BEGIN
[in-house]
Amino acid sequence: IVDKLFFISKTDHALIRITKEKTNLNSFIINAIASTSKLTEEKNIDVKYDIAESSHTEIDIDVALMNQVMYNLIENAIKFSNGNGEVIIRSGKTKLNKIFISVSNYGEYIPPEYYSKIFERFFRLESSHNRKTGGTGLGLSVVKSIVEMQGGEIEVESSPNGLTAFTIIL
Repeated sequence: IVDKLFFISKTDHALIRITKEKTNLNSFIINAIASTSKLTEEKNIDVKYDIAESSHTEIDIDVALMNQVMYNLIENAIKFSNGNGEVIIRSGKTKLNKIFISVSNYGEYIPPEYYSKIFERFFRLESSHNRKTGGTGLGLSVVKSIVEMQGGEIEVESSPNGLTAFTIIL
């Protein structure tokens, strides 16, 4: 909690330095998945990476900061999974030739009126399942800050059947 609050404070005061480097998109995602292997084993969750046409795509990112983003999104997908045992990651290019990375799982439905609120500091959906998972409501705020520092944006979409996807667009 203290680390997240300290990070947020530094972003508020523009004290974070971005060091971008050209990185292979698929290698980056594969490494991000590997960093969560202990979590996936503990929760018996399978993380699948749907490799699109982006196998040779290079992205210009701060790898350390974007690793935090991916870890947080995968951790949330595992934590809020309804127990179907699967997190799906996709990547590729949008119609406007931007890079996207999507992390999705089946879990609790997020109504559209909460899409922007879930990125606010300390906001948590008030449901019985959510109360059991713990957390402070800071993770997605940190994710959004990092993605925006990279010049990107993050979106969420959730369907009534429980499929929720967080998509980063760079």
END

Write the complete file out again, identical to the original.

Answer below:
[in-house]
Amino acid sequence: IVDKLFFISKTDHALIRITKEKTNLNSFIINAIASTSKLTEEKNIDVKYDIAESSHTEIDIDVALMNQVMYNLIENAIKFSNGNGEVIIRSGKTKLNKIFISVSNYGEYIPPEYYSKIFERFFRLESSHNRKTGGTGLGLSVVKSIVEMQGGEIEVESSPNGLTAFTIIL
Repeated sequence: IVDKLFFISKTDHALIRITKEKTNLNSFIINAIASTSKLTEEKNIDVKYDIAESSHTEIDIDVALMNQVMYNLIENAIKFSNGNGEVIIRSGKTKLNKIFISVSNYGEYIPPEYYSKIFERFFRLESSHNRKTGGTGLGLSVVKSIVEMQGGEIEVESSPNGLTAFTIIL
């Protein structure tokens, strides 16, 4: 909690330095998945990476900061999974030739009126399942800050059947 609050404070005061480097998109995602292997084993969750046409795509990112983003999104997908045992990651290019990375799982439905609120500091959906998972409501705020520092944006979409996807667009 203290680390997240300290990070947020530094972003508020523009004290974070971005060091971008050209990185292979698929290698980056594969490494991000590997960093969560202990979590996936503990929760018996399978993380699948749907490799699109982006196998040779290079992205210009701060790898350390974007690793935090991916870890947080995968951790949330595992934590809020309804127990179907699967997190799906996709990547590729949008119609406007931007890079996207999507992390999705089946879990609790997020109504559209909460899409922007879930990125606010300390906001948590008030449901019985959510109360059991713990957390402070800071993770997605940190994710959004990092993605925006990279010049990107993050979106969420959730369907009534429980499929929720967080998509980063760079």